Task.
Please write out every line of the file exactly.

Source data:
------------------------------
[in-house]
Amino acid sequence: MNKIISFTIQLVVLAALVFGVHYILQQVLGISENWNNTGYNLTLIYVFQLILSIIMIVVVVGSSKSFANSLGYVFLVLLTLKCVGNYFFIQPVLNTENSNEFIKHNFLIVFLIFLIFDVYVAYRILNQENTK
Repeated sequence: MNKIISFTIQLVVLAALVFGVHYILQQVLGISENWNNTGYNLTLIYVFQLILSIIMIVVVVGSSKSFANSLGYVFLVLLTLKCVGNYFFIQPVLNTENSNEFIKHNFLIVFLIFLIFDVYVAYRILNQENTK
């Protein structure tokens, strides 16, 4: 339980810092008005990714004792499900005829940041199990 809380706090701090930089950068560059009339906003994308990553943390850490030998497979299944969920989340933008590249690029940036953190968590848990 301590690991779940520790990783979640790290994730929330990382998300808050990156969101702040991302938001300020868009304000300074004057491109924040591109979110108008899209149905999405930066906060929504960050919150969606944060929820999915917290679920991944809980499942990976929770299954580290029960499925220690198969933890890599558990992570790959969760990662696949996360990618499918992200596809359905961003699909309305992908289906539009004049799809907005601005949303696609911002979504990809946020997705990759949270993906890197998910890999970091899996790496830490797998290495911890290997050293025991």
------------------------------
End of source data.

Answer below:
[in-house]
Amino acid sequence: MNKIISFTIQLVVLAALVFGVHYILQQVLGISENWNNTGYNLTLIYVFQLILSIIMIVVVVGSSKSFANSLGYVFLVLLTLKCVGNYFFIQPVLNTENSNEFIKHNFLIVFLIFLIFDVYVAYRILNQENTK
Repeated sequence: MNKIISFTIQLVVLAALVFGVHYILQQVLGISENWNNTGYNLTLIYVFQLILSIIMIVVVVGSSKSFANSLGYVFLVLLTLKCVGNYFFIQPVLNTENSNEFIKHNFLIVFLIFLIFDVYVAYRILNQENTK
């Protein structure tokens, strides 16, 4: 339980810092008005990714004792499900005829940041199990 809380706090701090930089950068560059009339906003994308990553943390850490030998497979299944969920989340933008590249690029940036953190968590848990 301590690991779940520790990783979640790290994730929330990382998300808050990156969101702040991302938001300020868009304000300074004057491109924040591109979110108008899209149905999405930066906060929504960050919150969606944060929820999915917290679920991944809980499942990976929770299954580290029960499925220690198969933890890599558990992570790959969760990662696949996360990618499918992200596809359905961003699909309305992908289906539009004049799809907005601005949303696609911002979504990809946020997705990759949270993906890197998910890999970091899996790496830490797998290495911890290997050293025991």